Robert Wardrop: “What it isn’t is private equity or alternative investments. In fact, many alternative investments are part of the incumbent system with well-established rules. We’re interested in alternative channels and instruments that emerge from outside the incumbent system. That incumbent system has to deal with this disruption: how does it absorb it, what does it do with it, does it kill it?”
Stelios Kavadias: “That key word channels is a good definition, and what becomes very critical is the absorption component. It seems that the incumbents have been worried for some time now, but in the past couple of years they seem less worried because they are finding ways of dealing with alternative finance. There will be new tech channels offering some new services, but the big banks will have some say.”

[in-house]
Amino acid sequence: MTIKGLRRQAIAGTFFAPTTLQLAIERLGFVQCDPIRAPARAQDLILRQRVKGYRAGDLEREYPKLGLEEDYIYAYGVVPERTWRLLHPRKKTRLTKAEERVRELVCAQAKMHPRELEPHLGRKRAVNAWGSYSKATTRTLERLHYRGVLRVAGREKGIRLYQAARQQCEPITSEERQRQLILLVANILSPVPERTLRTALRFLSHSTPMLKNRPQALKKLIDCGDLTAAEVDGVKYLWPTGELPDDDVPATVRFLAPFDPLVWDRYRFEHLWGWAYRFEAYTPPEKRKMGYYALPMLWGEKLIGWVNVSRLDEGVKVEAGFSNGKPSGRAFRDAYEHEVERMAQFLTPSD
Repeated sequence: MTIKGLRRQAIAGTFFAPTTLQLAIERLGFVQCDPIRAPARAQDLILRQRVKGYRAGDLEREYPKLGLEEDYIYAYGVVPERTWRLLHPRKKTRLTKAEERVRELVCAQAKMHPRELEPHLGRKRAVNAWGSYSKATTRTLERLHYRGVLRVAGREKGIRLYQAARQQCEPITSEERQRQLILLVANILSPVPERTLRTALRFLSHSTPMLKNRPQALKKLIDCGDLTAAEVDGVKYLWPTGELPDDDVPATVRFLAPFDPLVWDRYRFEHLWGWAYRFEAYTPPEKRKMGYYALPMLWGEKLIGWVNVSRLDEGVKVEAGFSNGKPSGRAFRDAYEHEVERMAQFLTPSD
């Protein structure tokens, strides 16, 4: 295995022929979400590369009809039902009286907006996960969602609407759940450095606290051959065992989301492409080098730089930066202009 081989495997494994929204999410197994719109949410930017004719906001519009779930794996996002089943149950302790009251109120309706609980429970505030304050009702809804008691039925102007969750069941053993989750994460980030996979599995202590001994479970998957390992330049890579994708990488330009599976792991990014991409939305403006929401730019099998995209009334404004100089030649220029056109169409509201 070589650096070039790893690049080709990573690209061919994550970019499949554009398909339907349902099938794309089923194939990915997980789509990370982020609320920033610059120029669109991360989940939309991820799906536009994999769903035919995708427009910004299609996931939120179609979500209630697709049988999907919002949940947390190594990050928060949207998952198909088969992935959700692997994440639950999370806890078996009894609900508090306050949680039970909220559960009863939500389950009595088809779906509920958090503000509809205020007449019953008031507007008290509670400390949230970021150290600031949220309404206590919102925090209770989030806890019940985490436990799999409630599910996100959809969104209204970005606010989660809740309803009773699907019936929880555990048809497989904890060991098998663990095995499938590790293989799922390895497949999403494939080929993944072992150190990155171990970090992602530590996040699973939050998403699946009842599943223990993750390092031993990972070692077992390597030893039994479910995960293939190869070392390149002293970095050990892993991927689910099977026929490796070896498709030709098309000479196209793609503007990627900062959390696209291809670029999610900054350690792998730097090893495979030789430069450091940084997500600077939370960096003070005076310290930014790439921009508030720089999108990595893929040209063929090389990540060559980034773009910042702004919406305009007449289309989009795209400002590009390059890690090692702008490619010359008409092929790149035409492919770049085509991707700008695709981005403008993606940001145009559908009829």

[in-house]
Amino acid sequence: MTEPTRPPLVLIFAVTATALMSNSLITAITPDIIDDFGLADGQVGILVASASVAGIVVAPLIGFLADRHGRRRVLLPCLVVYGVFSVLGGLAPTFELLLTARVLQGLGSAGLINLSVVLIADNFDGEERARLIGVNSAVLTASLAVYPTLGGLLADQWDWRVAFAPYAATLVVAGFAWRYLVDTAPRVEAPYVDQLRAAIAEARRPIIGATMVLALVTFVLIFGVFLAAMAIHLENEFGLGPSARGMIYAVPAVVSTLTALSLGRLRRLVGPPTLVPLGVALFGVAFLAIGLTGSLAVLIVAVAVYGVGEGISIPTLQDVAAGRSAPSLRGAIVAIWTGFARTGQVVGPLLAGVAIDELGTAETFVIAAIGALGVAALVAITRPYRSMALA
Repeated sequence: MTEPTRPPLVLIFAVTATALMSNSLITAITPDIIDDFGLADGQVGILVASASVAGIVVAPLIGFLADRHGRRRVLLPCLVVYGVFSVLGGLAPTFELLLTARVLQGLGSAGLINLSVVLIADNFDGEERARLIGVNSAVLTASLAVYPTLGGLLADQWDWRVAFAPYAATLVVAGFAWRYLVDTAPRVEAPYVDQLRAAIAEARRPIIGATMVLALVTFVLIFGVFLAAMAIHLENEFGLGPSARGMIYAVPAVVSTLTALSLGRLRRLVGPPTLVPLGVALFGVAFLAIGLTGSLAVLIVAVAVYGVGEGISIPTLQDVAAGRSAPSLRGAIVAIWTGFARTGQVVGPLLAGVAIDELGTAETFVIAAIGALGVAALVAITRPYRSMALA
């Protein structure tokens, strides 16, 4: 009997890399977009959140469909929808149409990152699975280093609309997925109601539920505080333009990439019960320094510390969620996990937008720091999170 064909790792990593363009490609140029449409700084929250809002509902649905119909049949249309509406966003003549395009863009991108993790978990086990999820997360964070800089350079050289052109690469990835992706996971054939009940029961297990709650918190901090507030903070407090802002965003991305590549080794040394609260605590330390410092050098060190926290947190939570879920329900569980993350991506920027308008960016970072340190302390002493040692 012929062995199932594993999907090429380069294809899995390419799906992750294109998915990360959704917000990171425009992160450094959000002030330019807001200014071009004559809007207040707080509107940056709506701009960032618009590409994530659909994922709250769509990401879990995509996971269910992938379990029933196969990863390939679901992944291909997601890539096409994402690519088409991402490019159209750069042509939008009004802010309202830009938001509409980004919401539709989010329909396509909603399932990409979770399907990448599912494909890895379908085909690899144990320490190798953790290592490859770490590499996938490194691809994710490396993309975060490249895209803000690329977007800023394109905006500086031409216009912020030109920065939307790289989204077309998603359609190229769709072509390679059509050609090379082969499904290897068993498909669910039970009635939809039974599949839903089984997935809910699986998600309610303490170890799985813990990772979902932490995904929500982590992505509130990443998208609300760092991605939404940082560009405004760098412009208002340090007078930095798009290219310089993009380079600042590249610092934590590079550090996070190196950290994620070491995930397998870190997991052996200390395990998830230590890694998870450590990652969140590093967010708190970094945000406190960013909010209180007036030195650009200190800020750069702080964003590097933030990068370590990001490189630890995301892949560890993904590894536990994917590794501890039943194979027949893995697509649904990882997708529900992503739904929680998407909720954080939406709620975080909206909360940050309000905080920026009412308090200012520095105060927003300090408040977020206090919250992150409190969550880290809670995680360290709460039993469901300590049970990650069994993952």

Bart Lambrecht: “One important element is that of tech-enabled intermediation, such as peer-to-peer lending. In the traditional banking model, savers put in deposits and banks make money from the difference between the lending and borrowing rate, while with the peer-to-peer lending model you have a platform that immediately matches borrowers and lenders. The platform here acts as a middleman who charges fees.”
Banking? Peer-to-peer platforms are becoming “robo advisers”